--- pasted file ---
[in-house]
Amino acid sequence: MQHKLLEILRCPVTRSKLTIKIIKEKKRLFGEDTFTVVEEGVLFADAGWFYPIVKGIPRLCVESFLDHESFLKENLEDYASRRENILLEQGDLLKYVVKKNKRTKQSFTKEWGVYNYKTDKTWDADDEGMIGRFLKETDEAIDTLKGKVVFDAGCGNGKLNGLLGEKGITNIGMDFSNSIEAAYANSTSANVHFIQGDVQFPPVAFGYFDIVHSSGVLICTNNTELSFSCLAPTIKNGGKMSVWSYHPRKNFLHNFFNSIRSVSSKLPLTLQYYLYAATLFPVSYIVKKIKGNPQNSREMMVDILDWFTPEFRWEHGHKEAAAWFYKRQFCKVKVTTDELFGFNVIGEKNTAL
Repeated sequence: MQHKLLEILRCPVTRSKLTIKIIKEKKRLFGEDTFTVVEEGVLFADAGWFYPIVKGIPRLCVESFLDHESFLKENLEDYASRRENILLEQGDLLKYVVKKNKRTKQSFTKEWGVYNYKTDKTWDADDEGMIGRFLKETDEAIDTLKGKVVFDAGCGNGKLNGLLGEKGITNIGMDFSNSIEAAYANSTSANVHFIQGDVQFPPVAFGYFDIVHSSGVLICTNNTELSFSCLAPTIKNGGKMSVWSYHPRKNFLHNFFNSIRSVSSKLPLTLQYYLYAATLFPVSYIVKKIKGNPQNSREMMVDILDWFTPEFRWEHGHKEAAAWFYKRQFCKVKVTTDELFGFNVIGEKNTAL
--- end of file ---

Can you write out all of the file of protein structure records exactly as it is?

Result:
[in-house]
Amino acid sequence: MQHKLLEILRCPVTRSKLTIKIIKEKKRLFGEDTFTVVEEGVLFADAGWFYPIVKGIPRLCVESFLDHESFLKENLEDYASRRENILLEQGDLLKYVVKKNKRTKQSFTKEWGVYNYKTDKTWDADDEGMIGRFLKETDEAIDTLKGKVVFDAGCGNGKLNGLLGEKGITNIGMDFSNSIEAAYANSTSANVHFIQGDVQFPPVAFGYFDIVHSSGVLICTNNTELSFSCLAPTIKNGGKMSVWSYHPRKNFLHNFFNSIRSVSSKLPLTLQYYLYAATLFPVSYIVKKIKGNPQNSREMMVDILDWFTPEFRWEHGHKEAAAWFYKRQFCKVKVTTDELFGFNVIGEKNTAL
Repeated sequence: MQHKLLEILRCPVTRSKLTIKIIKEKKRLFGEDTFTVVEEGVLFADAGWFYPIVKGIPRLCVESFLDHESFLKENLEDYASRRENILLEQGDLLKYVVKKNKRTKQSFTKEWGVYNYKTDKTWDADDEGMIGRFLKETDEAIDTLKGKVVFDAGCGNGKLNGLLGEKGITNIGMDFSNSIEAAYANSTSANVHFIQGDVQFPPVAFGYFDIVHSSGVLICTNNTELSFSCLAPTIKNGGKMSVWSYHPRKNFLHNFFNSIRSVSSKLPLTLQYYLYAATLFPVSYIVKKIKGNPQNSREMMVDILDWFTPEFRWEHGHKEAAAWFYKRQFCKVKVTTDELFGFNVIGEKNTAL